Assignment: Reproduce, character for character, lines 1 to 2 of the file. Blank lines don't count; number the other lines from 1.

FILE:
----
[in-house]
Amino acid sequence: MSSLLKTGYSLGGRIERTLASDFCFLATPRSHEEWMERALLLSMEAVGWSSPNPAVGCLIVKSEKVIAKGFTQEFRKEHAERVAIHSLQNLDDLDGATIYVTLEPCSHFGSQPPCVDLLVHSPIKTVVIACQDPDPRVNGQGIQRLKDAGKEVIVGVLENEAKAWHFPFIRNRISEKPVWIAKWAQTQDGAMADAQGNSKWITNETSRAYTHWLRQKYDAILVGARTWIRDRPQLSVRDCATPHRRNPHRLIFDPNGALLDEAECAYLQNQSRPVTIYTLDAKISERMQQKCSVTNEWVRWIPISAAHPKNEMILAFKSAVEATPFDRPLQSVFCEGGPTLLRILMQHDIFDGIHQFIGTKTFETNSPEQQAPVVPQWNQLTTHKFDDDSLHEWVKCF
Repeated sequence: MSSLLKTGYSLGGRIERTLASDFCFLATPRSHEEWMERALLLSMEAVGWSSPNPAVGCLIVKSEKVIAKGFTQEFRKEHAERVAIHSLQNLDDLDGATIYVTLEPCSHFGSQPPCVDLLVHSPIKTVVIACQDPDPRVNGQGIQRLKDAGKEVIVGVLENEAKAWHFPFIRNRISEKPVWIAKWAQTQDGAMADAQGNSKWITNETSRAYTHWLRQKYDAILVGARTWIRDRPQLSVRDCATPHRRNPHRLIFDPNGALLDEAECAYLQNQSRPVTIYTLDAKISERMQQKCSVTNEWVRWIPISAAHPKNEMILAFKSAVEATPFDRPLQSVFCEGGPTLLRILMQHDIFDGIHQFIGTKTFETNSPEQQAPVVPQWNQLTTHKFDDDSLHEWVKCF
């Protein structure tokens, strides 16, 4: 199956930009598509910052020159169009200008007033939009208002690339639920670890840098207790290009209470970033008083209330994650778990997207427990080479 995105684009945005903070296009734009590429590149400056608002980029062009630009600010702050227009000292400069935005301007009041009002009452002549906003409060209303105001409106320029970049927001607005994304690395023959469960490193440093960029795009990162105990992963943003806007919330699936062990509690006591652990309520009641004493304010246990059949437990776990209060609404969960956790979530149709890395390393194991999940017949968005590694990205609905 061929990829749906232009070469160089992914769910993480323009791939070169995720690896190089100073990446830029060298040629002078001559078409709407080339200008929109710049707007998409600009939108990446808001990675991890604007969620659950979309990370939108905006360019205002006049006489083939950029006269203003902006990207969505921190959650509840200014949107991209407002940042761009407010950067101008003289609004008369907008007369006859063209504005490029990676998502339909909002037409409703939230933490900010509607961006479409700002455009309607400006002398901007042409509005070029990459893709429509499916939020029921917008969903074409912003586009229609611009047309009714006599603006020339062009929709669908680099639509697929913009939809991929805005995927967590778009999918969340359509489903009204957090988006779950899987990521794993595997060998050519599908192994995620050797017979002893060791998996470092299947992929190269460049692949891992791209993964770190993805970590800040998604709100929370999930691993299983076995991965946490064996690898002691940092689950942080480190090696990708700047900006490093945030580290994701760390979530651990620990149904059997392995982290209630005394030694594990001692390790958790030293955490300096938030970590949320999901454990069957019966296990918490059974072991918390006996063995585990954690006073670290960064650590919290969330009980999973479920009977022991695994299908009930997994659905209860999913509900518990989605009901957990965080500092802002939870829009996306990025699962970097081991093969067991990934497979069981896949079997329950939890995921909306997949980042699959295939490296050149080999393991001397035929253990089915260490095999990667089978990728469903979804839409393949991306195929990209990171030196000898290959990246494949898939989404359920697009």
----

[in-house]
Amino acid sequence: MSSLLKTGYSLGGRIERTLASDFCFLATPRSHEEWMERALLLSMEAVGWSSPNPAVGCLIVKSEKVIAKGFTQEFRKEHAERVAIHSLQNLDDLDGATIYVTLEPCSHFGSQPPCVDLLVHSPIKTVVIACQDPDPRVNGQGIQRLKDAGKEVIVGVLENEAKAWHFPFIRNRISEKPVWIAKWAQTQDGAMADAQGNSKWITNETSRAYTHWLRQKYDAILVGARTWIRDRPQLSVRDCATPHRRNPHRLIFDPNGALLDEAECAYLQNQSRPVTIYTLDAKISERMQQKCSVTNEWVRWIPISAAHPKNEMILAFKSAVEATPFDRPLQSVFCEGGPTLLRILMQHDIFDGIHQFIGTKTFETNSPEQQAPVVPQWNQLTTHKFDDDSLHEWVKCF